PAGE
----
• D. Gormsen
  • K. Hedlund
  • G.W. Korthals
  • S.R. Mortimer
  • V. Pizl
  • M. Smilauerova
  • E. Sugg
Plant communities of set-aside agricultural land in a European project were managed in order to enhance plant succession towards weed-resistant, mid-successional grassland. Here, we ask if the management of a plant community affects the earthworm community. Field experiments were established in four countries, the Netherlands, Sweden, the UK, and the Czech Republic. High (15 plant species) and low diversity (four plant species) seed mixtures were sown as management practice, with natural colonization as control treatment in a randomized block design. The response of the earthworrns to the management was studied after three summers since establishment of the sites. Samples were also taken from plots with continued agricultural practices included in the experimental design and from a site with a late successional plant community representing the target plant community. The numbers and biomass of individuals were higher in the set-aside plots than in the agricultural treatment in two countries out of four. The numbers of individuals at one site (The Netherlands) was higher in the naturally colonized plots than in the sowing treatments, otherwise there were no differences between the treatments. Species diversity was lower in the agricultural plots in one country. The species composition had changed from the initial community of the agricultural field, but was still different from a late successional target community. The worm biomass was positively related to legume biomass in Sweden and to grass biomass in the UK. [KEYWORDS: earthworm community ; plant community ; land use changes ; management ; diversity]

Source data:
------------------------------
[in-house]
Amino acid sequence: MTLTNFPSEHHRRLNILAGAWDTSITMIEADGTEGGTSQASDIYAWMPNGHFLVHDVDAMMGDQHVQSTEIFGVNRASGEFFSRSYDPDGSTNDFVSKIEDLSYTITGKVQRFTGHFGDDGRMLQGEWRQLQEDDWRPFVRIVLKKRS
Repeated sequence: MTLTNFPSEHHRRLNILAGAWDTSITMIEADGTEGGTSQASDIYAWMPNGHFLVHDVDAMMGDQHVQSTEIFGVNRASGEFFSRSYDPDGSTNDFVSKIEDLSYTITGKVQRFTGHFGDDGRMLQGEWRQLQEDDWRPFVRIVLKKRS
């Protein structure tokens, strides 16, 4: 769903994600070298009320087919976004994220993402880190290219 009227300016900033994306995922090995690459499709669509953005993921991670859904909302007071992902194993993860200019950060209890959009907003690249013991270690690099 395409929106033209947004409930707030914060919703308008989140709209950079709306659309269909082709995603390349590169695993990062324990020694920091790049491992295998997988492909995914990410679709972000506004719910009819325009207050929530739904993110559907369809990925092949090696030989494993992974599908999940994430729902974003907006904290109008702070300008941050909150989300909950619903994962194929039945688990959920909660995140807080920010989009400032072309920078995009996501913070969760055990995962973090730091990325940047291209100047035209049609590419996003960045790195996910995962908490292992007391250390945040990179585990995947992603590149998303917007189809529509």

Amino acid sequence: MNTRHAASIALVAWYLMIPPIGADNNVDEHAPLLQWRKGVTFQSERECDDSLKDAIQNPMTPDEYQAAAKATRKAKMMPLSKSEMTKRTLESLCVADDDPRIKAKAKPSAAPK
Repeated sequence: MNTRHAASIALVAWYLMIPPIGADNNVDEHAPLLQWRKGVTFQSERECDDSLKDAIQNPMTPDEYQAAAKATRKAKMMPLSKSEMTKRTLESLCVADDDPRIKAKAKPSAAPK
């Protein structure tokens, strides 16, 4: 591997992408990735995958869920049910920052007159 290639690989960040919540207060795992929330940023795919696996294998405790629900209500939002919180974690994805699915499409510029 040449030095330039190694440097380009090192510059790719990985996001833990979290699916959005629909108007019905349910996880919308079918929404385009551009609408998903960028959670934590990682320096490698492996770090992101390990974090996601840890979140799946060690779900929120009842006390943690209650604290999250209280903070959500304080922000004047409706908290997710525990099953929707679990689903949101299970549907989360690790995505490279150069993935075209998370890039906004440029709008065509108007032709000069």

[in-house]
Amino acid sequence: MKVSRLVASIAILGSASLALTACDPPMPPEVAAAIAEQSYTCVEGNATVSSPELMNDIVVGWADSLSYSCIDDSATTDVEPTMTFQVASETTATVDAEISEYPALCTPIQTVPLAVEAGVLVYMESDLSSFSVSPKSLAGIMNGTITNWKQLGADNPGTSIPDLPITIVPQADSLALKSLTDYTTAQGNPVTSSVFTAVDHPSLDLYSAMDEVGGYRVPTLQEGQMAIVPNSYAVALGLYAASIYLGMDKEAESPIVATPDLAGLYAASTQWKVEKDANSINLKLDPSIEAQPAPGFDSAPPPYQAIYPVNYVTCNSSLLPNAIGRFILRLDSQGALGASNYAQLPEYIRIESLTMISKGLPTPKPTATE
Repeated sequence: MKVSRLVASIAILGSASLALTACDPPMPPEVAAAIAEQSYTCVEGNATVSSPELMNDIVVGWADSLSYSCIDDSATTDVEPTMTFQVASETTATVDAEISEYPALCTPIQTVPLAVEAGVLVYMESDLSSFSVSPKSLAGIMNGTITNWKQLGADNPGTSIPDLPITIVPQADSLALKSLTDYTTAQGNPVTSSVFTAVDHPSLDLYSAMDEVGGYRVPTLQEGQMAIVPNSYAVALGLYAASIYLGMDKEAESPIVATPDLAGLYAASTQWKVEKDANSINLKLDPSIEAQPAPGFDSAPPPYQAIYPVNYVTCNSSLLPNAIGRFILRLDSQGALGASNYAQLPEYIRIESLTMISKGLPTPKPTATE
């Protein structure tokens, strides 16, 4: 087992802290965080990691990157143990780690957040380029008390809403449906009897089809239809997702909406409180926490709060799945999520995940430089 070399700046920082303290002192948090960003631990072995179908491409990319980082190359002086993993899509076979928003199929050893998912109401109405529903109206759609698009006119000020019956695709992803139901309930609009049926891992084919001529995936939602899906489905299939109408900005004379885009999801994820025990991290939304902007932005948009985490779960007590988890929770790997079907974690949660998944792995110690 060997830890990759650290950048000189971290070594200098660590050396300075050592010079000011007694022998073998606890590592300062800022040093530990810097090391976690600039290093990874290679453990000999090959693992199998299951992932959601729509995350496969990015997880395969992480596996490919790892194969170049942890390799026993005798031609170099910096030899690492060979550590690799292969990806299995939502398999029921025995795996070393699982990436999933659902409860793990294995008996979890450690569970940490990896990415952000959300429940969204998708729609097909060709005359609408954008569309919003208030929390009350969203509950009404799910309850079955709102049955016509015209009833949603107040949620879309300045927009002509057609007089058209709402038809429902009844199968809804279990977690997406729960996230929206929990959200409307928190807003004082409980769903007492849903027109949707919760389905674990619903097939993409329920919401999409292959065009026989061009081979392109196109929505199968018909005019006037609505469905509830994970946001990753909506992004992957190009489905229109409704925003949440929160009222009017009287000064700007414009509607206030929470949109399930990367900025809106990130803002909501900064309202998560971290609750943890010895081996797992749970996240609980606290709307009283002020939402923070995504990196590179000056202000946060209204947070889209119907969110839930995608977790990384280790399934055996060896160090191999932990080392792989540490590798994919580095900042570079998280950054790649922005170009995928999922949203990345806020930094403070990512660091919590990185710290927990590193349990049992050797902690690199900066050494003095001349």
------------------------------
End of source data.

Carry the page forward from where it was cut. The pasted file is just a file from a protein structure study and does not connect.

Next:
Original languageEnglish
JournalEuropean Journal of Soil Biology
Journal publication date2004

ID: 166289